Indeed, the RFC, one of the main Chadian rebel movements, is composed of Zaghawa, the ethnic group of both the Chadian President and the JEM leader - though the two do not belong to the same sub-group. Chadian government forces have been fighting RFC for more than two years, while having forged an uneasy alliance with JEM. Yet, ethnic solidarity is never automatic and alliances among rebel groups do not follow ethnic lines. At the macro-level, ethnicity cannot explain the logic of alliances. However, at the micro-level, kin-based social networks are crucial to understanding how combatants (and the supporters of rebellions) may not only easily change allegiances but also have close ties with armed groups whose aims are not compatible. Social networks which existed before the war are crucial to explaining the mobility of combatants during war.
The third factor explaining the fluidity of armed groups is that the marginalized youth of the region need little persuasion before embarking on war activities on their home turf or abroad as a means of upward social mobility. Years of violent conflict and repression have produced a large cohort of freelance military entrepreneurs. The trajectories of the ‘Chadian ex-liberators' in the Central African Republic are only one example of combatants who cycle between different forms of ‘armed labor' and readily cross borders to continue their fighting careers. When François Bozizé staged his successful coup against Ange-Félix Patassé in March 2003, a large number of his combatants were from Chad. They had been recruited with Idriss Déby's blessing. High bonuses were promised to them. For instance, the dual-nationality ex-liberators whom this author met in 2006 in a refugee camp in southwest Chad were promised up to CFA15 million (about €22,867) as well as full integration into the regular forces after the victory.
The relationships between Bozizé and the ex-liberators who pressed for payment deteriorated rapidly after the takeover. Most of them did not wait long before taking up arms again. Some drifted to the northwest of the country and joined the zaraguinas, the infamous road bandits whose attacks have increased dramatically since 2003. Others were recruited into Chadian rebel groups, which found rear bases in Darfur. A section of them joined a conglomeration of armed groups active in the north-east of CAR, which signed a peace deal with the government in 2007 and is today taking part in the national dialogue. The Darfur-Chad-CAR region is not the only African region characterized by fluid loyalties on the part of combatants. Since the late 1980s, regional warriors from Liberia, Sierra Leone, Guinea, and Côte d'Ivoire have crossed the porous borders of West Africa. Transnational flows of combatants have also had disastrous consequences in the Democratic Republic of Congo. As the experience of these countries shows, understanding the potential for re-recruitment due to the political utility of armed conflict in the local context, cross-border kinship ties, and the social and economic marginalization of young men is essential to constructing a peace process that has a reasonable chance for success.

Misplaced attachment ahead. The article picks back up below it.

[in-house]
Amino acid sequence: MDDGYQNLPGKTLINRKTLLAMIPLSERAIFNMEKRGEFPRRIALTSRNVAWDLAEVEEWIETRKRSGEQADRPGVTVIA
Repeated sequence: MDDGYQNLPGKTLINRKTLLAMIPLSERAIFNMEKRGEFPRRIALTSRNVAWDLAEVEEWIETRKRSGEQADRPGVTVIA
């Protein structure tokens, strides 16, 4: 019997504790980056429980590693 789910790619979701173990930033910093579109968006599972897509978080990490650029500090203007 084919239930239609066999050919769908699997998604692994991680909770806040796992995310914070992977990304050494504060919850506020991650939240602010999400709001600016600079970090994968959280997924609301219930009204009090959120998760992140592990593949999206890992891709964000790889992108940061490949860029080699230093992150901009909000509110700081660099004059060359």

However, the tendency for neighboring states to support armed factions across borders must also be met realistically. In Darfur, Chad, and CAR, armed men carried on with their politico-military careers because war was organized by military entrepreneurs who happened to be both heads of states and rebel leaders. This problem is particularly difficult to deal with. The key lies in understanding the root causes of each conflict - and most importantly why armed struggle remains more rewarding than civilian opposition - as well as the implications of the cross-border alliances forged by governmental and rebel forces.
Finally, the cycling of combatants between different zones of conflict must be taken into account as a critical dimension of entangled conflicts. While the fluid loyalties of combatants do not provide an explanation for the outbreak of conflicts, they certainly play a significant and dangerous role in the unfolding of the conflicts themselves and in their aftermath. For this reason, any peace settlement and any disarmament, demobilization, and reintegration (DDR) program should be designed as part of a comprehensive and regional strategy. This is all the more important because a pool of disgruntled fighters in one country may have deeply damaging consequences for neighboring countries.
Marielle Debos is currently completing her PhD dissertation on armed men in Chad at Sciences Po in Paris. She conducted ten months of fieldwork in Chad. This article is based on "Fluid Loyalties in a Regional Crisis: Chadian ‘Ex-liberators' in the Central African Republic", African Affairs, n° 427, 2008, p. 225-241.